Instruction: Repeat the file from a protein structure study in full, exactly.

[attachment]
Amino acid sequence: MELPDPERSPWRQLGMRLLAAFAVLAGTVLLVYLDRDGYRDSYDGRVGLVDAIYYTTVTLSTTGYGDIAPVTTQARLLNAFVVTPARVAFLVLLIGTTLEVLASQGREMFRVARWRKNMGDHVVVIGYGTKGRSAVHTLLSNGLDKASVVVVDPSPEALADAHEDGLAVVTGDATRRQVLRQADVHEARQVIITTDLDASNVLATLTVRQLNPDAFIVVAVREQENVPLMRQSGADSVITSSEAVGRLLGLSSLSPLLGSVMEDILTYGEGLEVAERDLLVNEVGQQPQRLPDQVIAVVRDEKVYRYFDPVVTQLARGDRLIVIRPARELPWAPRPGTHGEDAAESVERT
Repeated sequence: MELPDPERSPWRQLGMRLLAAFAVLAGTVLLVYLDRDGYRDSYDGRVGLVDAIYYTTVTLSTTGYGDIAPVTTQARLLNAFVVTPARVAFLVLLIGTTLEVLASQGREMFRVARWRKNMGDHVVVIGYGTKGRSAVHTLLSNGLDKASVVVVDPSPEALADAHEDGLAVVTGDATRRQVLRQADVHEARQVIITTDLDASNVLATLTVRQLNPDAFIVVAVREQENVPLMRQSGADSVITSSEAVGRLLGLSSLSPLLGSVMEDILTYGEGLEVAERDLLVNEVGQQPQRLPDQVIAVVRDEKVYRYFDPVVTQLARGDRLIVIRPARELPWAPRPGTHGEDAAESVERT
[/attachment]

Amino acid sequence: MELPDPERSPWRQLGMRLLAAFAVLAGTVLLVYLDRDGYRDSYDGRVGLVDAIYYTTVTLSTTGYGDIAPVTTQARLLNAFVVTPARVAFLVLLIGTTLEVLASQGREMFRVARWRKNMGDHVVVIGYGTKGRSAVHTLLSNGLDKASVVVVDPSPEALADAHEDGLAVVTGDATRRQVLRQADVHEARQVIITTDLDASNVLATLTVRQLNPDAFIVVAVREQENVPLMRQSGADSVITSSEAVGRLLGLSSLSPLLGSVMEDILTYGEGLEVAERDLLVNEVGQQPQRLPDQVIAVVRDEKVYRYFDPVVTQLARGDRLIVIRPARELPWAPRPGTHGEDAAESVERT
Repeated sequence: MELPDPERSPWRQLGMRLLAAFAVLAGTVLLVYLDRDGYRDSYDGRVGLVDAIYYTTVTLSTTGYGDIAPVTTQARLLNAFVVTPARVAFLVLLIGTTLEVLASQGREMFRVARWRKNMGDHVVVIGYGTKGRSAVHTLLSNGLDKASVVVVDPSPEALADAHEDGLAVVTGDATRRQVLRQADVHEARQVIITTDLDASNVLATLTVRQLNPDAFIVVAVREQENVPLMRQSGADSVITSSEAVGRLLGLSSLSPLLGSVMEDILTYGEGLEVAERDLLVNEVGQQPQRLPDQVIAVVRDEKVYRYFDPVVTQLARGDRLIVIRPARELPWAPRPGTHGEDAAESVERT